Specifying the default route on back-end servers

Once you have used the Redundancy Properties screen of the Configuration utility to configure various settings on each unit, you can perform the next task, configuring the default route on each back-end server. (For a high-level summary of tasks, see Before you begin.)

Tip


For any back-end server that receives requests from a unit of a redundant system, you do not need to perform this step if the relevant virtual server is associated with a SNAT.

When failover occurs on a BIG-IP system, the surviving BIG-IP unit begins handling the inbound virtual-server connections (those targeted to back-end servers) that are normally processed by the failed unit, and begins handling the outbound connections (those originating from back-end servers) that are normally destined for the failed BIG-IP unit.

For a redundant system to do this properly, you need to set the default route for each back-end server to the shared, floating IP address assigned to the BIG-IP unit that normally processes the server's responses. This ensures that the back-end server can successfully send a response to the surviving BIG-IP unit.

For example, for an active/standby configuration, if the server http_server normally receives connections from unit 1 of your redundant system, and the floating IP address shared by the two units is 11.12.11.3, you must set the default route for server http_server to 11.12.11.3. Then, if unit 1 goes out of service, the surviving unit (unit 2) can receive the server's response because the IP address 11.12.11.3 is a shared IP address.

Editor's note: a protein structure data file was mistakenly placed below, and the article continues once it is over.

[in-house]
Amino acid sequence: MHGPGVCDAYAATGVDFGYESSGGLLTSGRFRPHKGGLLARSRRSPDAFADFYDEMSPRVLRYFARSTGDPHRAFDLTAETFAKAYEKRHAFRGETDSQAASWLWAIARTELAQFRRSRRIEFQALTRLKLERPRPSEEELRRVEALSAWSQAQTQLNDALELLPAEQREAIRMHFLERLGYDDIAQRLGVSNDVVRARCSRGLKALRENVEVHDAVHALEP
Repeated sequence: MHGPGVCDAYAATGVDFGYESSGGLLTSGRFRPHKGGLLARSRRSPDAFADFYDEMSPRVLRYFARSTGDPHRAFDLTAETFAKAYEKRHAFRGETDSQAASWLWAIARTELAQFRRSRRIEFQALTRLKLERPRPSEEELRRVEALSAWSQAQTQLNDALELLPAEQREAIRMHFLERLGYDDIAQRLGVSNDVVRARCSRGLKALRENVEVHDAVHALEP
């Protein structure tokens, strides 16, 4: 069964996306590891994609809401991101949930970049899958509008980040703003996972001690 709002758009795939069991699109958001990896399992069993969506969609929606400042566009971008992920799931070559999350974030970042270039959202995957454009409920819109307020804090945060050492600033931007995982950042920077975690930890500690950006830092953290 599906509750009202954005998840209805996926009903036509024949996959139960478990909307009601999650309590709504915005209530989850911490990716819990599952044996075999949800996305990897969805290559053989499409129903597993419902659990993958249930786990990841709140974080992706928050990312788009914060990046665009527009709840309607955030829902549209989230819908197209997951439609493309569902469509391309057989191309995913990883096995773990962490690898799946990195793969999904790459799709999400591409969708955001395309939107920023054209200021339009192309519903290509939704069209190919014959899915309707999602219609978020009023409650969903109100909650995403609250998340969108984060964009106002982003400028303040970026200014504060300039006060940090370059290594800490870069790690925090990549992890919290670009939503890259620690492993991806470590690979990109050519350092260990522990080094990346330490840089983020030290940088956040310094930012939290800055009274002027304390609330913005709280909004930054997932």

Note

Follow your server vendor's instructions for the procedure on setting a default route.

Special considerations for active-active systems

When the surviving unit takes over a virtual server of the failed unit (in addition to having its own virtual servers), the surviving unit must know which virtual server to use to process traffic that it receives from a back-end server. The way it knows this is by the floating IP address to which the response was sent. (As described previously, in an active-active configuration, each unit must have its own unique floating IP address.)

For example, suppose the following:

  • The floating IP address of unit 1 is 11.12.11.3, and the floating IP address of unit 2 is 11.12.11.4.
  • Server http_server normally handles traffic for unit 1, which has virtual server vs_http. Server smtp_server normally handles traffic for unit 2, which has virtual server vs_smtp.
  • You have configured the default routes of the servers accordingly. That is, you have set the default route of http_server to 11.12.11.3, and the default route of smtp_server to 11.12.11.4.

If unit 1 fails, the surviving unit (unit 2) now has both virtual servers (vs_http and vs_smtp).